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Vol. 8 - Issue 4
April 30, 2019


Thank You To Doug Widin of Reed Smith

Distinguished Policyholder Lawyer Visits My Class At Temple Law School: Gives The Students A Sage Lesson In Coverage

Last week was the final class for my students in Insurance Law 549 at Temple University Law School.  They begged me – pleaded, really --to continue it into the summer.  Believe me.  I thought they were going to riot if I didn’t.   And I told them I would, if it were up to me, but my hands were tied by pesky school rules.
For the final class it was my honor to have Doug Widin, of Reed Smith’s Philadelphia office, as a guest speaker.  Doug has been practicing coverage law for nearly 35 years – representing, initially, insurers and then, later, policyholders, in all manner of claims involving multiple types of policies, including property, crime, general liability, professional and managed care errors and omissions, directors and officers and numerous specialty liability policies.  Doug also counsels organizations with respect to the scope and terms and conditions of coverage for existing and proposed insurance programs.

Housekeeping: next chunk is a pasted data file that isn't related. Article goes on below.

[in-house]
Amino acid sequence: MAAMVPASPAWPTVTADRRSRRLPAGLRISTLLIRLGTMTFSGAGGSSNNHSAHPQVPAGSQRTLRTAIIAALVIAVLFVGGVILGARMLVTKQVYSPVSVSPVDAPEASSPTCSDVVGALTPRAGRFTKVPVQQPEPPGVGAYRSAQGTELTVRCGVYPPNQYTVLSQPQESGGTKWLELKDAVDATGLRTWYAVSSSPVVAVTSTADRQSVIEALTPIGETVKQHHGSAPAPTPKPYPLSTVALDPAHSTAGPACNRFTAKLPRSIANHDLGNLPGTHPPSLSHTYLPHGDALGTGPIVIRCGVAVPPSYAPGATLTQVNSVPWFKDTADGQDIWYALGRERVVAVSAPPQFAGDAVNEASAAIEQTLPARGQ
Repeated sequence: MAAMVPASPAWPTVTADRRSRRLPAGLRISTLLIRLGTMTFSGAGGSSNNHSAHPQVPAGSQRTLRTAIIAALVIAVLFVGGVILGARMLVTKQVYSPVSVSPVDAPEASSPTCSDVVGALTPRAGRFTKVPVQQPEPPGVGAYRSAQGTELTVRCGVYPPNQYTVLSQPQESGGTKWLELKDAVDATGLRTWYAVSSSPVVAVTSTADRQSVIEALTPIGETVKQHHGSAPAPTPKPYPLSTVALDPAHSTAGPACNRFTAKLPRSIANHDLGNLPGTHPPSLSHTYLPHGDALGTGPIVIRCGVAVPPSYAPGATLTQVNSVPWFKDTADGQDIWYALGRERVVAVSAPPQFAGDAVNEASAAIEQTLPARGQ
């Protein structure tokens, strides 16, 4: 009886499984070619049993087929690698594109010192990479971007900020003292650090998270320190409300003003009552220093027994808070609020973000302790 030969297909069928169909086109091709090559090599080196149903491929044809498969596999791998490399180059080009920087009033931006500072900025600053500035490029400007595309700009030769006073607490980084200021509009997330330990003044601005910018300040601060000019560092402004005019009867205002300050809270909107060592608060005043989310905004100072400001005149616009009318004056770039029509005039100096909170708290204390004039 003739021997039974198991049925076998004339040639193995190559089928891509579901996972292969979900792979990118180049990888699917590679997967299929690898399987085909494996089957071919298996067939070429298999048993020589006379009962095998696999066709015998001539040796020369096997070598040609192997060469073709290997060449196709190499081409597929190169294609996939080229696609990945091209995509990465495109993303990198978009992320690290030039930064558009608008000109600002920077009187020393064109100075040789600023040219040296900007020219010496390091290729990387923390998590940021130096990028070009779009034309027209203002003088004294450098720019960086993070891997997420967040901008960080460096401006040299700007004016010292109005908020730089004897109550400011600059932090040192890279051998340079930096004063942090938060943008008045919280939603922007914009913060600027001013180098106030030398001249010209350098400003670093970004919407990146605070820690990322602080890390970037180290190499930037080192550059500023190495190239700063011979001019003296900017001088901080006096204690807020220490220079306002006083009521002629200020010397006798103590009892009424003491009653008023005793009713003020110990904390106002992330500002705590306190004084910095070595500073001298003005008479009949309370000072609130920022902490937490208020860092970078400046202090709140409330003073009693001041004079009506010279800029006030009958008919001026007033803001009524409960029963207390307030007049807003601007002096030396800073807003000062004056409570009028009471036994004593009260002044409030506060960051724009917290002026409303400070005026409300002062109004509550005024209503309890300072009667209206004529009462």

Doug was a big hit with the students, discussing numerous practical issues, such as the importance of insurance in litigation, how policyholders approach coverage, the role of bad faith in a coverage disputes and independent counsel issues.   

Doug told the students that the two most important things that a coverage lawyer can do are, first, read the policy.  Second, read the policy again.

It sounds obvious, but Doug’s point was this:  No matter how familiar you are with the terms and conditions of a policy, there is a world of difference between reading it in the abstract and reading it with an eye toward coverage for a particular set of facts before you.  When an actual claim is at hand, your mind may read and analyze the provisions in ways not otherwise considered in the past, no matter how many times you’ve read them.  That sure is the truth. 

My thanks to Doug for taking the time to stop by the class and share with the students some of his experiences and observations over the years.  

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